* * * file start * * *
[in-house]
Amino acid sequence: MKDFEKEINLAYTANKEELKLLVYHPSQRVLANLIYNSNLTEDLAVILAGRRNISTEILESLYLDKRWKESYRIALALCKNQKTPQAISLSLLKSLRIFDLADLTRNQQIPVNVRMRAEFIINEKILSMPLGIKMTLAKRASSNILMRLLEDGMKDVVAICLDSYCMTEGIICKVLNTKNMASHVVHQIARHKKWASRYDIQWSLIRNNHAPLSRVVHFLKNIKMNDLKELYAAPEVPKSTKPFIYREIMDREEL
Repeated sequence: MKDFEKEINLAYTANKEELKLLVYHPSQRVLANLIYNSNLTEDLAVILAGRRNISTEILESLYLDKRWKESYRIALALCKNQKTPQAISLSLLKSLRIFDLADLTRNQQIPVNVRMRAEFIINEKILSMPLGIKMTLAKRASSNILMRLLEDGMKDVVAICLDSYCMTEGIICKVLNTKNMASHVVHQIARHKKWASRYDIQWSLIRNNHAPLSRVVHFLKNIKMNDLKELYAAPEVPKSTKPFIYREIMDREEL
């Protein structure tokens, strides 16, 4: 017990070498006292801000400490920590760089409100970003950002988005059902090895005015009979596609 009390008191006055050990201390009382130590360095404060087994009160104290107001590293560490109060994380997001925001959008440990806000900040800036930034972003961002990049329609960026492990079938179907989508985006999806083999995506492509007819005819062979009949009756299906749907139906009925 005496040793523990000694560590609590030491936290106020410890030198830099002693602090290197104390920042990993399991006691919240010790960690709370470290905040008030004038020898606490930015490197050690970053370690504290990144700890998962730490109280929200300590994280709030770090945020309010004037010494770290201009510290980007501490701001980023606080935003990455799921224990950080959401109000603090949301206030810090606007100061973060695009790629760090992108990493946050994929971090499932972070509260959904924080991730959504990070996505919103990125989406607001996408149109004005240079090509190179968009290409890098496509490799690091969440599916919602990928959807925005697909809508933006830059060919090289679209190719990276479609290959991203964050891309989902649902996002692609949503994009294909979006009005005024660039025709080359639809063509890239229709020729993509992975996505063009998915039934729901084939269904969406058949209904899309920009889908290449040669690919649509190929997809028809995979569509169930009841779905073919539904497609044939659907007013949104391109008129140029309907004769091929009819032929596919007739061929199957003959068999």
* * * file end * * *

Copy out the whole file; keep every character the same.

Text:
[in-house]
Amino acid sequence: MKDFEKEINLAYTANKEELKLLVYHPSQRVLANLIYNSNLTEDLAVILAGRRNISTEILESLYLDKRWKESYRIALALCKNQKTPQAISLSLLKSLRIFDLADLTRNQQIPVNVRMRAEFIINEKILSMPLGIKMTLAKRASSNILMRLLEDGMKDVVAICLDSYCMTEGIICKVLNTKNMASHVVHQIARHKKWASRYDIQWSLIRNNHAPLSRVVHFLKNIKMNDLKELYAAPEVPKSTKPFIYREIMDREEL
Repeated sequence: MKDFEKEINLAYTANKEELKLLVYHPSQRVLANLIYNSNLTEDLAVILAGRRNISTEILESLYLDKRWKESYRIALALCKNQKTPQAISLSLLKSLRIFDLADLTRNQQIPVNVRMRAEFIINEKILSMPLGIKMTLAKRASSNILMRLLEDGMKDVVAICLDSYCMTEGIICKVLNTKNMASHVVHQIARHKKWASRYDIQWSLIRNNHAPLSRVVHFLKNIKMNDLKELYAAPEVPKSTKPFIYREIMDREEL
């Protein structure tokens, strides 16, 4: 017990070498006292801000400490920590760089409100970003950002988005059902090895005015009979596609 009390008191006055050990201390009382130590360095404060087994009160104290107001590293560490109060994380997001925001959008440990806000900040800036930034972003961002990049329609960026492990079938179907989508985006999806083999995506492509007819005819062979009949009756299906749907139906009925 005496040793523990000694560590609590030491936290106020410890030198830099002693602090290197104390920042990993399991006691919240010790960690709370470290905040008030004038020898606490930015490197050690970053370690504290990144700890998962730490109280929200300590994280709030770090945020309010004037010494770290201009510290980007501490701001980023606080935003990455799921224990950080959401109000603090949301206030810090606007100061973060695009790629760090992108990493946050994929971090499932972070509260959904924080991730959504990070996505919103990125989406607001996408149109004005240079090509190179968009290409890098496509490799690091969440599916919602990928959807925005697909809508933006830059060919090289679209190719990276479609290959991203964050891309989902649902996002692609949503994009294909979006009005005024660039025709080359639809063509890239229709020729993509992975996505063009998915039934729901084939269904969406058949209904899309920009889908290449040669690919649509190929997809028809995979569509169930009841779905073919539904497609044939659907007013949104391109008129140029309907004769091929009819032929596919007739061929199957003959068999």